The opposed single acting piston pump of the patent referred to hereinabove is particularly useful for pumping resins for delivery to a spraying system in combination with an initiator such as a catalyst. The system may also be used with multiple pumps for pumping any fluid that need initiators, accelerators or even to add pigments. The system can be used for pumping resin with a catalyst and perhaps several other fluids such as different initiators. It also can be used for pumping with hybrid resins. The system would also be suitable for delivering with an initiator with paints having chemistry that require initiator.
The connection of the auxiliary pump to the primary pump eliminates free play when the primary pump reverses maintaining an accurate flow of the secondary fluid. The auxiliary pump is linked to the main pump to work in unison through an oscillating arm having a drive screw connected to the auxiliary pump drive shaft. The relative length of the oscillating arm is varied by adjusting the position at which the auxiliary drive pump is connected. A knob on the end of the oscillating arm drive screw allows rotation of the drive screw to vary the position at which the auxiliary pump drive shaft is connected. Rotation clockwise shortens the relative length of the oscillating arm while counter-clockwise rotation lengthens it. The longer the stroke caused by the adjustment the greater the amount of secondary fluid is delivered.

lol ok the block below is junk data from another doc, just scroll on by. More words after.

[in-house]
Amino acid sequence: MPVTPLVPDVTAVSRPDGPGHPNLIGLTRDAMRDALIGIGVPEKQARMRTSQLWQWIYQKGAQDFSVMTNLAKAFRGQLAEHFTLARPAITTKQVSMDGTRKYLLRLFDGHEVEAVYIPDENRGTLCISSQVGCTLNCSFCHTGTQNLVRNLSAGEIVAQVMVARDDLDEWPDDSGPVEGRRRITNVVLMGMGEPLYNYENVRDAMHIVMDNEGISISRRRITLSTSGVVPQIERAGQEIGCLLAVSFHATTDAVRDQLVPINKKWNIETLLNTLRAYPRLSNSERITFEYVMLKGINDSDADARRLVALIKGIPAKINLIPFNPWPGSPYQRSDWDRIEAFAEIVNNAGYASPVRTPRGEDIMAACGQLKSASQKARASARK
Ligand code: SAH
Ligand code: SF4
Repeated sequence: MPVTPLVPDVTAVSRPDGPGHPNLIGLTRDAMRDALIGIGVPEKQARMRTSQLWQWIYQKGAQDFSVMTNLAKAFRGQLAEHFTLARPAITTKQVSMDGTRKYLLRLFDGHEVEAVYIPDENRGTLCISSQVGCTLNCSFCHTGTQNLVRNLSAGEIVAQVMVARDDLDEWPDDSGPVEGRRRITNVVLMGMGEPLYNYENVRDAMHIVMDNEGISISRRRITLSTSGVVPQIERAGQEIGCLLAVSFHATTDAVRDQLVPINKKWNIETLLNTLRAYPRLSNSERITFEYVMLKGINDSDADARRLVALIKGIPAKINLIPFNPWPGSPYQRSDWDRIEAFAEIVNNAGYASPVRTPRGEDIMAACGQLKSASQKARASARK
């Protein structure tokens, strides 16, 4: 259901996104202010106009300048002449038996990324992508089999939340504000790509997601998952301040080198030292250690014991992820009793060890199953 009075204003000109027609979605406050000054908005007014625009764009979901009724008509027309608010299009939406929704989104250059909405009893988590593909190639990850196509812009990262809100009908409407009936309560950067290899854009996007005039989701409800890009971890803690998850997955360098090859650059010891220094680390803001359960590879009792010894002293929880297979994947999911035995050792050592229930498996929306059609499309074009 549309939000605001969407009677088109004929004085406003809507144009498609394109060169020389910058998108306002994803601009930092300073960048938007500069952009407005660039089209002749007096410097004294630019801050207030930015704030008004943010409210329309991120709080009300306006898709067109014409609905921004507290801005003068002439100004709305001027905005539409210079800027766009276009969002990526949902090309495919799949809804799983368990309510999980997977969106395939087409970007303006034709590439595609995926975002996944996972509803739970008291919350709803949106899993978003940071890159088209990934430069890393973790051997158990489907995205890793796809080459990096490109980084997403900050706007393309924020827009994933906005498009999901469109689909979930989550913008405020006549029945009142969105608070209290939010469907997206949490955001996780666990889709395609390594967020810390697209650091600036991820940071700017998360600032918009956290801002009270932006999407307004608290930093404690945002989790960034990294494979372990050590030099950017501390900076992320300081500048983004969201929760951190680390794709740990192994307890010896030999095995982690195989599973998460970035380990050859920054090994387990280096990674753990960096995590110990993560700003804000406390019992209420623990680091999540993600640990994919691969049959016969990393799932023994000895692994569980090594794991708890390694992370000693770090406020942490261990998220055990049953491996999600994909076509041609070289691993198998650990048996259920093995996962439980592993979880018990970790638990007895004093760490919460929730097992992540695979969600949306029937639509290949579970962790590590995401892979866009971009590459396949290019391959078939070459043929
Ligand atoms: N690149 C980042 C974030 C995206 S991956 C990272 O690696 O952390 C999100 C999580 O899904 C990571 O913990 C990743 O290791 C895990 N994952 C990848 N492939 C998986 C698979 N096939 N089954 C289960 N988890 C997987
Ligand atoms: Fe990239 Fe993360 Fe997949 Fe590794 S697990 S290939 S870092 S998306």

The connection between the auxiliary pump and the drive screw of the oscillating arm includes a percentage scale having a pointer that indicates on a scale the percentage of secondary fluid being delivered. The scale is imprinted on the upper surface of the oscillating arm indicating a percentage of secondary fluid from 0.5% up to 31/2% by volume of the primary fluid.
The adjustable oscillating arm is connected to the primary pump through a rack and pinion gear and a clutch coupling mechanism that allows the auxiliary pump to be disengaged for priming. The gear rack is attached to the drive shaft of the primary pump for reciprocation therewith. The gear rack is mounted in a floating carrier block securely retained on the primary pump piston rod. The gear rack carrier block floats on the pump piston rod but is retained in a manner that prevents free play but allows for rotation of the piston rod while maintaining engagement with the pinion gear. The gear rack is spring loaded to be self-adjusting to eliminate free play as the drive shaft cycles. Thus when the drive shaft of the primary pump reverses, the spring loaded gear rack prevents any backlash.